The computer 114 may be programmed to process the modulated frequency to provide a measure of the sensed characteristic. The computer 114 may perform any desired processing of the detected signal including, but not limited to, a statistical (e.g., Fourier) analysis of the modulated vibration frequency, a deconvolution of the signal, a correlation with another signal or the like. Commercial products are readily available and known to those skilled in the art can be to perform any suitable frequency detection. Alternately, the computer may be provided with a look-up table in memory or in accessible storage, that correlates received modulated frequencies to sensed acoustic energy.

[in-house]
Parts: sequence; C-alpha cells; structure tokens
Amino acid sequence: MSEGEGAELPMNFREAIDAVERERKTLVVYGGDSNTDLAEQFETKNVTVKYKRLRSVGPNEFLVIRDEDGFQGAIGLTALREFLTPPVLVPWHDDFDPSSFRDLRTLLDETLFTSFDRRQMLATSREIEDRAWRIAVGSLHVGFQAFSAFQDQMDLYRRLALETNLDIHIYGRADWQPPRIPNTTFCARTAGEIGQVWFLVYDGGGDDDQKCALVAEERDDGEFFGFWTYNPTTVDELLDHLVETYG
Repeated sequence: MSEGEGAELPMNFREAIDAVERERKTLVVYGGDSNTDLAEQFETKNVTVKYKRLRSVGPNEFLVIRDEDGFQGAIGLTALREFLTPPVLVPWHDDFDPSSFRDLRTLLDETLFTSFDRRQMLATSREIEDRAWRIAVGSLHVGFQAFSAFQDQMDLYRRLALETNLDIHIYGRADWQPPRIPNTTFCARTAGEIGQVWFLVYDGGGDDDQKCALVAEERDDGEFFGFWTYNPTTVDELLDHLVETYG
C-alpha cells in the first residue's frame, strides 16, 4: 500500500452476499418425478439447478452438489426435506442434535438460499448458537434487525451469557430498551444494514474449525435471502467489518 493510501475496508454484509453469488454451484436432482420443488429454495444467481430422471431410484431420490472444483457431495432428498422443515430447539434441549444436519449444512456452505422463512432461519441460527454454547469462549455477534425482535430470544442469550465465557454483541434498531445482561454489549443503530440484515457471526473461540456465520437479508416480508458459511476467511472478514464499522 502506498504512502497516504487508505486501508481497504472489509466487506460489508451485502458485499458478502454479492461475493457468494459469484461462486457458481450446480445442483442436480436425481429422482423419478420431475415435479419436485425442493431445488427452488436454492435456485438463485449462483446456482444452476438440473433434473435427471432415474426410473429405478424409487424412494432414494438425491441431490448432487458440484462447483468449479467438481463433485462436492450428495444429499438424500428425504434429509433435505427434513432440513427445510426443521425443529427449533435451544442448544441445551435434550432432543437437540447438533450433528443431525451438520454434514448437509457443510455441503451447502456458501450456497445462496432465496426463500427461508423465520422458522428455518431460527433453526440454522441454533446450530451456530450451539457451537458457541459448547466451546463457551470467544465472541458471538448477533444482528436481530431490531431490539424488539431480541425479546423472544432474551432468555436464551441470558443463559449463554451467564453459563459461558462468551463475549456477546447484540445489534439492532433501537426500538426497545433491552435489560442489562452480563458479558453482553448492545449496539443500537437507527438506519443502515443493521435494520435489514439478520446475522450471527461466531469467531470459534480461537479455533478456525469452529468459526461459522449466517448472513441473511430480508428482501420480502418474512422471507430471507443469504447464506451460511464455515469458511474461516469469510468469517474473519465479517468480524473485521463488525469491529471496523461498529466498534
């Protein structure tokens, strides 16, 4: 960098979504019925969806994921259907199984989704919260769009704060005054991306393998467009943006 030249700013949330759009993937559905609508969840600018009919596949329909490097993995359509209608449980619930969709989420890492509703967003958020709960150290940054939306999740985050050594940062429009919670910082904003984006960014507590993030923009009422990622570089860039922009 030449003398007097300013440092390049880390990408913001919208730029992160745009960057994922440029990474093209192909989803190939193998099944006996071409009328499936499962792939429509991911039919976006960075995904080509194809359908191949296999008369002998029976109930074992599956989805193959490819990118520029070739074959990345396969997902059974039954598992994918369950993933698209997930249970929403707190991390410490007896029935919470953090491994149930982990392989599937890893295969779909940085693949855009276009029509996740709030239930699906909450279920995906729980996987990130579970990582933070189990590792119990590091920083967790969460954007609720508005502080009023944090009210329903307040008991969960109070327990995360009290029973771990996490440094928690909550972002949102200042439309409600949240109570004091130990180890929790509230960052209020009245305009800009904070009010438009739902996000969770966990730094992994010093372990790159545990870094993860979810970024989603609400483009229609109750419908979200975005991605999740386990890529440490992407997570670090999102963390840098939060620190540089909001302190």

In a typical drilling application, the borehole will be lined with a borehole casing 120 which is used to provide structural support to the borehole. This casing 120 is frequently made from a conductive material such as steel, in which case it will cooperate with the line 102 in order to form a coaxial transmission line, and it is not necessary to provide any additional conductive medium. Where the casing is not conductive, a conductive sleeve may be provided within the casing in order to form the coaxial structure. In order to maintain a spacing between the line 102 and the casing 120, the apparatus 100 may include dielectric rings 122 disposed periodically along the conductive line 102.